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Encore Boston Harbor casino gets approval to serve alcohol until 4 a.m. to ‘active gamblers’

The Encore Boston Harbor casino will be allowed to serve alcohol until 4 a.m. but only to people who are “actively gambling,” giving the Everett property the latest closing time of any nightspot in Eastern Massachusetts.
The Encore Boston Harbor casino will be allowed to serve alcohol until 4 a.m. but only to people who are “actively gambling,” giving the Everett property the latest closing time of any nightspot in Eastern Massachusetts.David L. Ryan/Globe Staff/File 2019/Globe Staff

The Encore Boston Harbor casino will be allowed to serve alcohol until 4 a.m. but only to people who are “actively gambling,” giving the Everett property the latest closing time of any nightspot in Eastern Massachusetts.

The Massachusetts Gaming Commission approved the liquor license for the casino during its meeting Wednesday as regulators and the Las Vegas-based Wynn Resorts prepare for the opening of the $2.6 billion hotel/restaurant/casino and its 5,800 jobs.

The casino is set to open its doors at 10 a.m. June 23.

The casino still will be required to maintain the statewide bar closing time of 2 a.m. at bars in restaurants and other entertainment venues inside the property. The first drink can be poured at 8 a.m., the commission decided.

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In a 4-1 vote, the majority agreed to let the casino provide complimentary drinks until 4 a.m. for gamblers still placing bets on the casino floor.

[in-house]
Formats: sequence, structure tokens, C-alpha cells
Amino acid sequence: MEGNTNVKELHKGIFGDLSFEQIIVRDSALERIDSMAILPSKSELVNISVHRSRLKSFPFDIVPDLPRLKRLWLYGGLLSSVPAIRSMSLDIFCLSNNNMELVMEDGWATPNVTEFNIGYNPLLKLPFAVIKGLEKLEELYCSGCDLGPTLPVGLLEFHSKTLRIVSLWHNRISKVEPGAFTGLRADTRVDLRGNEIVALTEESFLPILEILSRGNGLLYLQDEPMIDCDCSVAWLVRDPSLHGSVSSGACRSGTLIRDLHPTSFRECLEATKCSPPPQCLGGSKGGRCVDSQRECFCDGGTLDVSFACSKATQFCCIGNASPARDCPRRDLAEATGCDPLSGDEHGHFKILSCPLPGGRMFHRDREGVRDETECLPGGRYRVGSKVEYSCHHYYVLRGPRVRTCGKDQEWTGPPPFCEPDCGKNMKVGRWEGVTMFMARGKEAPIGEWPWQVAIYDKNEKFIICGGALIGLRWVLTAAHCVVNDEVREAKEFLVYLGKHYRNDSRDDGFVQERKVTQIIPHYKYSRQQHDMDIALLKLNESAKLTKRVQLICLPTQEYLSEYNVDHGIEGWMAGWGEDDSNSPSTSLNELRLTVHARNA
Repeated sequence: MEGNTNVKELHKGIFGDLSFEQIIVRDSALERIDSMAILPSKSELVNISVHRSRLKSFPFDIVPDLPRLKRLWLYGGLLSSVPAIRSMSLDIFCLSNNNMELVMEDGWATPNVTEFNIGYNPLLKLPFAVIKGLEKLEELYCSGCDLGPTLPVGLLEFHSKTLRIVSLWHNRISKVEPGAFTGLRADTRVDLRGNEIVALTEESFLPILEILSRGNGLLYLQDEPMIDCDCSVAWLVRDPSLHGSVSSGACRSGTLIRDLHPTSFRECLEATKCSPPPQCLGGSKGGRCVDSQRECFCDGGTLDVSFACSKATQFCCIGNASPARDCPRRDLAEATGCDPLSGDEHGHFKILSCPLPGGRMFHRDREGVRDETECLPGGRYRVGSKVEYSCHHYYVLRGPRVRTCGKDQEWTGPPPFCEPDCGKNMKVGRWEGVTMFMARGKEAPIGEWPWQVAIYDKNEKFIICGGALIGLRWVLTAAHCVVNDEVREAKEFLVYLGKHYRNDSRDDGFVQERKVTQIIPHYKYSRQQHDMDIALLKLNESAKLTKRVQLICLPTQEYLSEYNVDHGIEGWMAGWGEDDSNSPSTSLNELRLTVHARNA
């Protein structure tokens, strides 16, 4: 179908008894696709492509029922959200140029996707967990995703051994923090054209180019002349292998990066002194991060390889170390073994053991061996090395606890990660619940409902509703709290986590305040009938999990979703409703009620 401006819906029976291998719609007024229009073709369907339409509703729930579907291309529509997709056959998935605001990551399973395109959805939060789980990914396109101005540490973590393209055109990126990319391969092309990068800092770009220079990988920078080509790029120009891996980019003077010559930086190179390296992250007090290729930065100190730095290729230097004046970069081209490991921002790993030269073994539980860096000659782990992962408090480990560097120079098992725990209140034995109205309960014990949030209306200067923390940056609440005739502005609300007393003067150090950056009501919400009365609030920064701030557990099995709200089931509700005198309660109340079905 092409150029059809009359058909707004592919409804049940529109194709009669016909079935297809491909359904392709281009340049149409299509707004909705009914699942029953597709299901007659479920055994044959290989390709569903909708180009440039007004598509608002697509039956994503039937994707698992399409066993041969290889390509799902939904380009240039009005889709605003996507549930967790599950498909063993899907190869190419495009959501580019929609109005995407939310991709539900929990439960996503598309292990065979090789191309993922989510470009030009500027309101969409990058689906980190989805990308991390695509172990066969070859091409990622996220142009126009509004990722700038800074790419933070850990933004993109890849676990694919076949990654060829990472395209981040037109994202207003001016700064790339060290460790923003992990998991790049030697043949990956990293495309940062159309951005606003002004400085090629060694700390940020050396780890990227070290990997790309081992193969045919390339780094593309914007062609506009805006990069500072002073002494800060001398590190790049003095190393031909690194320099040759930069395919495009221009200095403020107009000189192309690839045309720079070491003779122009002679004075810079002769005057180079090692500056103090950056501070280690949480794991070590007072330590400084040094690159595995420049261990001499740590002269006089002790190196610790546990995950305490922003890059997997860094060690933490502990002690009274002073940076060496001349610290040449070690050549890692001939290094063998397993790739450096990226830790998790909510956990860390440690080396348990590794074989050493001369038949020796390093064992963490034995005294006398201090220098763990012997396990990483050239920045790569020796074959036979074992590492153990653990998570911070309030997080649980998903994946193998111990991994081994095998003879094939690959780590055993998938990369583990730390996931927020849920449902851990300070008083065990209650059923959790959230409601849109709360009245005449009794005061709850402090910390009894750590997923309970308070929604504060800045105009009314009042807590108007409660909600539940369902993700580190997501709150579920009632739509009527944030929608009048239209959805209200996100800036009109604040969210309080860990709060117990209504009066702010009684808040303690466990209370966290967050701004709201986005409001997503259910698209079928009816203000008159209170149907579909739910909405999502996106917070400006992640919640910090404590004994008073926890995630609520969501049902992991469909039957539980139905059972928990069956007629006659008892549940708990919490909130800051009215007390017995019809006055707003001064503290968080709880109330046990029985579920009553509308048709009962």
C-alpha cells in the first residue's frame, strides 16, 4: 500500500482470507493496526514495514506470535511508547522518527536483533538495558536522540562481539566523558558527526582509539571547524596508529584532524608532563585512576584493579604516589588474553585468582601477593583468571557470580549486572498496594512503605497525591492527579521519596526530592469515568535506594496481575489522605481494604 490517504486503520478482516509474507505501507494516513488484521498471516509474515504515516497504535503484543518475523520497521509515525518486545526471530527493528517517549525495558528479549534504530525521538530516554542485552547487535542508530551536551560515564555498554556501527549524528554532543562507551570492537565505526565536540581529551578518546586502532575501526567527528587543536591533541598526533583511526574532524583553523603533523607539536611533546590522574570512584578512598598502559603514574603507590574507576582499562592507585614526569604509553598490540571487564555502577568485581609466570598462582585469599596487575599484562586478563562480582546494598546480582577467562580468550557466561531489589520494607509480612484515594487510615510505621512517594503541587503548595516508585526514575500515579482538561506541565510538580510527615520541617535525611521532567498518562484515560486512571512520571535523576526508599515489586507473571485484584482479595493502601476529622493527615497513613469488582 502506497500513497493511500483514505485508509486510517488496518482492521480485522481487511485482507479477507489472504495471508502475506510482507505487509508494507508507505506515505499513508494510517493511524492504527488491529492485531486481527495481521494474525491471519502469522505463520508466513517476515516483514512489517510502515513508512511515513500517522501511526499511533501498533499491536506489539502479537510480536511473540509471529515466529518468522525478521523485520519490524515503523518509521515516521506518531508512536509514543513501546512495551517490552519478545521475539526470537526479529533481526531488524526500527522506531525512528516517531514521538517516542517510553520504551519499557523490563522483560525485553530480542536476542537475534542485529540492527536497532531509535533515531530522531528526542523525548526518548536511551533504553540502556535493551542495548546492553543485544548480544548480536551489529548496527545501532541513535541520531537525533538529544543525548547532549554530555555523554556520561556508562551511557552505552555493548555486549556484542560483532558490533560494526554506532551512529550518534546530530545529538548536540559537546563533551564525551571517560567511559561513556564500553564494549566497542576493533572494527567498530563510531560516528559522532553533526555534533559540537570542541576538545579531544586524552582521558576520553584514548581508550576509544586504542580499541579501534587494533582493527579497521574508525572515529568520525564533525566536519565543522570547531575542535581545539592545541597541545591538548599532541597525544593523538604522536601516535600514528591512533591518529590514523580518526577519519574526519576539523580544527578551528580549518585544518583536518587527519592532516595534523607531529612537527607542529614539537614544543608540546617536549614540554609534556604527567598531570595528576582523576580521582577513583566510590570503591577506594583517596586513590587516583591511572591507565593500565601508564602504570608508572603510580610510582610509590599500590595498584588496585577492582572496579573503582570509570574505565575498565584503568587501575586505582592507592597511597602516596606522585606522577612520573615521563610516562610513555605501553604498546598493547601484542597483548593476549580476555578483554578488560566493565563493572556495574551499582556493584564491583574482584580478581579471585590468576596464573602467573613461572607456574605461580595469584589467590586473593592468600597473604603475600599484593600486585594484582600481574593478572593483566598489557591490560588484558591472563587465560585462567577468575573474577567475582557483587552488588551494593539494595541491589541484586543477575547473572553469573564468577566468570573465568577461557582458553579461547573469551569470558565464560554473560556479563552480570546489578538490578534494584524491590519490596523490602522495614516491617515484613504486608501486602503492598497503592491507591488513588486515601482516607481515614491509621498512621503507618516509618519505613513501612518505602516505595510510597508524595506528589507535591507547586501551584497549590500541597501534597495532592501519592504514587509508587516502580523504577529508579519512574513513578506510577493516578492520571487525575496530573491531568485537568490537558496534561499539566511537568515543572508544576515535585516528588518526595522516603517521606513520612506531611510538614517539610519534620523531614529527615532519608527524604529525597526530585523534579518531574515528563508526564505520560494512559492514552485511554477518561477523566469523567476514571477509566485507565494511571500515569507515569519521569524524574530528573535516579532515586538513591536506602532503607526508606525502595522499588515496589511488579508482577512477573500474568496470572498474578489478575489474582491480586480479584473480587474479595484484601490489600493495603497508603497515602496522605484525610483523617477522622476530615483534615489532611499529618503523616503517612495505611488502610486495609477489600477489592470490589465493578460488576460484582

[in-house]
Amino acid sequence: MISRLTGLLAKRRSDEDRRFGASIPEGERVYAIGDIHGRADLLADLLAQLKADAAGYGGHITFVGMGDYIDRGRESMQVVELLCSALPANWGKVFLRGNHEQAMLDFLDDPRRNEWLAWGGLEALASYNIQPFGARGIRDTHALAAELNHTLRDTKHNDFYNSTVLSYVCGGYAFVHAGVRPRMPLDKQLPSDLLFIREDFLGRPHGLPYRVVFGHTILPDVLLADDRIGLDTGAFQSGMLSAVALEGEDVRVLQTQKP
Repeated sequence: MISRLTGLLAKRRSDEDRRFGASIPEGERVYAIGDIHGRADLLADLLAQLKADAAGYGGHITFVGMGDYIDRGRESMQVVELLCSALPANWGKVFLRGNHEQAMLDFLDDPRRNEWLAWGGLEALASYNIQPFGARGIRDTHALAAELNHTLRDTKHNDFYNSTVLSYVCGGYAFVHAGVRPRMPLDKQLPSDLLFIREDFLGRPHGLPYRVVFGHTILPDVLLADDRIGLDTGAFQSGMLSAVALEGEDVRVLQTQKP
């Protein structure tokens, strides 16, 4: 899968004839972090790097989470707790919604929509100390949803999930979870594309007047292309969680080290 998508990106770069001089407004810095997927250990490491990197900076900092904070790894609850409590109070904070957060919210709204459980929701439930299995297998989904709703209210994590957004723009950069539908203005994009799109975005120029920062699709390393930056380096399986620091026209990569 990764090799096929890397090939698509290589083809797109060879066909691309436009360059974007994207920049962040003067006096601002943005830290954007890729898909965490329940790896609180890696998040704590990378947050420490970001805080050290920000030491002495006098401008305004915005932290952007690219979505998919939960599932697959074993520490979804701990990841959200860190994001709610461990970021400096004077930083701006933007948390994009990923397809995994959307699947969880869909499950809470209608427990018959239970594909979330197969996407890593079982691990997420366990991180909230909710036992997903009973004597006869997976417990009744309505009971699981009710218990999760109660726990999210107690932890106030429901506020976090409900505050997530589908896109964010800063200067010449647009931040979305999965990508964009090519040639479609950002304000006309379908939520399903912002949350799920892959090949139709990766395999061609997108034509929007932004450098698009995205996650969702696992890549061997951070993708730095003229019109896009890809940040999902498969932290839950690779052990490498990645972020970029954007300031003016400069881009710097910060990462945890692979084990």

Mayor Martin J. Walsh, who opposed the later shutdown to serving of alcohol, grudgingly accepted the commission’s decision.

“I am not surprised,” he said. “It seems like they are supporting everything the casino asks for. . . . That’s fine. There’s nothing we can do about it.”

Walsh said he hopes that the casino will be vigorous during those two hours preventing people from getting behind the wheel — and then driving through Everett into Boston while drunk.

“I just want them to be very careful,’’ he said. “I just hope they enforce the law.”

Brian Kyes, Chelsea Police chief and president of the Massachusetts Major City Police Chiefs, said “the obvious concern” was “the potential dangerous impact it could have on our roadways for those that have either been overserved or who may become impaired for other reasons and then make the ill -informed decision to get behind the wheel of a motor vehicle.”

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“We don’t feel that public safety should be compromised for those that choose to participate in gaming activities until the early morning hours,” he said in a statement.

Commissioner Eileen O’Brien voted against the 4 a.m. last call, saying she wished the issue would have been raised long before the casino’s fast-approaching opening date, State House News reported.

A similar 4 a.m. extension is in place for MGM Resorts’ Springfield casino, the Globe has reported.

State Police Detective Lieutenant Brian Connors, an investigator who works with the Gaming Commission, said his team has not seen major issues with alcohol service between 2 a.m. and 4 a.m. in Springfield.

“The short answer is we haven’t had a significant period of issues with that service. That being said, that night shift is our busiest shift and it certainly does lengthen the night for people,” he said. “But I wouldn’t directly attribute any of the issues we’re dealing with on a consistent basis to that 2 to 4 service.”

Commissioners expressed concern that early morning revelers would find their way to Everett and its later closing time, but a commission staffer said there have been only three incidents at the Springfield casino where late arrivers were served alcohol, and casino management quickly brought an end to it.

The vote for the late last call comes after Wynn and MGM both publicly announced they were no longer actively negotiating the sale of Encore Boston Harbor to MGM.

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Material from State House News Service was used in this report. John R. Ellement can be reached at ellement@globe.com. Follow him on Twitter @JREbosglobe.